Connective tissue

From Wikipedia, the free encyclopedia
Jump to navigation Jump to search

Connective tissue is a fibrous tissue.[1] It is one of the four traditional classes of tissues (the others being epithelial, muscle, and nervous tissue).

Connective tissue (CT) is found throughout the body. It has 3 main components; cells, fibres, and extracellular matrix.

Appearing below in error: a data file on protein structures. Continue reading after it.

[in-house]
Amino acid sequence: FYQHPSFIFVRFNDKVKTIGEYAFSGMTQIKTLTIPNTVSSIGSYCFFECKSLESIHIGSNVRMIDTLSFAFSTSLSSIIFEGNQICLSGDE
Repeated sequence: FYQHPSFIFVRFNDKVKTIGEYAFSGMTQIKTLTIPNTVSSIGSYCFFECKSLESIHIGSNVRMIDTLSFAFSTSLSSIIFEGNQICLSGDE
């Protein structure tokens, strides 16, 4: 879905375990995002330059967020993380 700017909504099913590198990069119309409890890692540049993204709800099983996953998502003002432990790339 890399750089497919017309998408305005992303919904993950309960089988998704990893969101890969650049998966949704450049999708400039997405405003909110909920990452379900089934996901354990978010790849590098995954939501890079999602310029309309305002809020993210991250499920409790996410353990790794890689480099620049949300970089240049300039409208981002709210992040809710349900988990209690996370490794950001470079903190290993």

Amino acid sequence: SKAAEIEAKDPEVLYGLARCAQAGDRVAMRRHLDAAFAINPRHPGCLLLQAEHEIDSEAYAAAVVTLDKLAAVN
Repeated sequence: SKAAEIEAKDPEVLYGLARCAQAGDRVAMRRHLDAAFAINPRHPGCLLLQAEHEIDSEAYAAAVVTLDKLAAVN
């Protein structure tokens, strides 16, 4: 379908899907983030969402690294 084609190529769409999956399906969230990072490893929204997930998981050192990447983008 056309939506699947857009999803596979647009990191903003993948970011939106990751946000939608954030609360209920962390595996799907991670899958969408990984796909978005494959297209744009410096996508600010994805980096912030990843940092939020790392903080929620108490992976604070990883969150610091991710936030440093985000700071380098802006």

Connective tissue makes up a variety of physical structures including, tendons, blood, cartilage, bone, adipose tissue, and lymphatic tissue. CT is classified into three subtypes: embryonic CT, proper CT, and special CT.

Collagen is the main protein of connective tissue in animals and the most abundant protein in mammals, making up about 25% of the total protein content.[2]

References[change | change source]